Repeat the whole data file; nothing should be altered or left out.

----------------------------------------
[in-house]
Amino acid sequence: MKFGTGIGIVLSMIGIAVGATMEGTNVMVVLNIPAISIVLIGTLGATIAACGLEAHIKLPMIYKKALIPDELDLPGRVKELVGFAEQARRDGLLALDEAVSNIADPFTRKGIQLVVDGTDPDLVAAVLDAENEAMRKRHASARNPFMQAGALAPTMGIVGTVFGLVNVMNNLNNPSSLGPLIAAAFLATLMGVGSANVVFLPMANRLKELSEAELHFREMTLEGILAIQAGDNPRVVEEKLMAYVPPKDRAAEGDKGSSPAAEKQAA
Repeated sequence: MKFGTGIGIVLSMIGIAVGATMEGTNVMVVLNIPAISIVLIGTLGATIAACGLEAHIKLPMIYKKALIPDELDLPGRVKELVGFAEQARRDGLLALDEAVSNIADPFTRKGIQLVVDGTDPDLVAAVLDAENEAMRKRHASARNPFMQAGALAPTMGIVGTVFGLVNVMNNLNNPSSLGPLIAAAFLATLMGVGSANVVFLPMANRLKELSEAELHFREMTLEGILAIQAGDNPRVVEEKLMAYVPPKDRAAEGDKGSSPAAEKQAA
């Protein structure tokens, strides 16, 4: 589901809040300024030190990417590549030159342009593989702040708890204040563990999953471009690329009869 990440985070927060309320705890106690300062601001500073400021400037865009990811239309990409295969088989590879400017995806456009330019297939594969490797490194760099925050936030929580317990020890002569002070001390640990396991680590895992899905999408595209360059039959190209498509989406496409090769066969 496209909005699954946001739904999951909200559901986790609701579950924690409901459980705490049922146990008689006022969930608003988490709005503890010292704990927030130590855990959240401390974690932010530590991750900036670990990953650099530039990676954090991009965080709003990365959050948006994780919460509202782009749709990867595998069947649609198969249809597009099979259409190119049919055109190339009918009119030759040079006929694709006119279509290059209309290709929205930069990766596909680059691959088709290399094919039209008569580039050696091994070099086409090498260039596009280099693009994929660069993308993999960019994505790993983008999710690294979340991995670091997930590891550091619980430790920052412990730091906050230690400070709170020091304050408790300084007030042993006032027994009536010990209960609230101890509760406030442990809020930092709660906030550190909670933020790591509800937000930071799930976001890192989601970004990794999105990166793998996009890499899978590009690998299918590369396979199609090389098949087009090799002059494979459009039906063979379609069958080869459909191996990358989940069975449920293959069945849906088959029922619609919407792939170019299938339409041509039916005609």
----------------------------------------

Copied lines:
[in-house]
Amino acid sequence: MKFGTGIGIVLSMIGIAVGATMEGTNVMVVLNIPAISIVLIGTLGATIAACGLEAHIKLPMIYKKALIPDELDLPGRVKELVGFAEQARRDGLLALDEAVSNIADPFTRKGIQLVVDGTDPDLVAAVLDAENEAMRKRHASARNPFMQAGALAPTMGIVGTVFGLVNVMNNLNNPSSLGPLIAAAFLATLMGVGSANVVFLPMANRLKELSEAELHFREMTLEGILAIQAGDNPRVVEEKLMAYVPPKDRAAEGDKGSSPAAEKQAA
Repeated sequence: MKFGTGIGIVLSMIGIAVGATMEGTNVMVVLNIPAISIVLIGTLGATIAACGLEAHIKLPMIYKKALIPDELDLPGRVKELVGFAEQARRDGLLALDEAVSNIADPFTRKGIQLVVDGTDPDLVAAVLDAENEAMRKRHASARNPFMQAGALAPTMGIVGTVFGLVNVMNNLNNPSSLGPLIAAAFLATLMGVGSANVVFLPMANRLKELSEAELHFREMTLEGILAIQAGDNPRVVEEKLMAYVPPKDRAAEGDKGSSPAAEKQAA
């Protein structure tokens, strides 16, 4: 589901809040300024030190990417590549030159342009593989702040708890204040563990999953471009690329009869 990440985070927060309320705890106690300062601001500073400021400037865009990811239309990409295969088989590879400017995806456009330019297939594969490797490194760099925050936030929580317990020890002569002070001390640990396991680590895992899905999408595209360059039959190209498509989406496409090769066969 496209909005699954946001739904999951909200559901986790609701579950924690409901459980705490049922146990008689006022969930608003988490709005503890010292704990927030130590855990959240401390974690932010530590991750900036670990990953650099530039990676954090991009965080709003990365959050948006994780919460509202782009749709990867595998069947649609198969249809597009099979259409190119049919055109190339009918009119030759040079006929694709006119279509290059209309290709929205930069990766596909680059691959088709290399094919039209008569580039050696091994070099086409090498260039596009280099693009994929660069993308993999960019994505790993983008999710690294979340991995670091997930590891550091619980430790920052412990730091906050230690400070709170020091304050408790300084007030042993006032027994009536010990209960609230101890509760406030442990809020930092709660906030550190909670933020790591509800937000930071799930976001890192989601970004990794999105990166793998996009890499899978590009690998299918590369396979199609090389098949087009090799002059494979459009039906063979379609069958080869459909191996990358989940069975449920293959069945849906088959029922619609919407792939170019299938339409041509039916005609």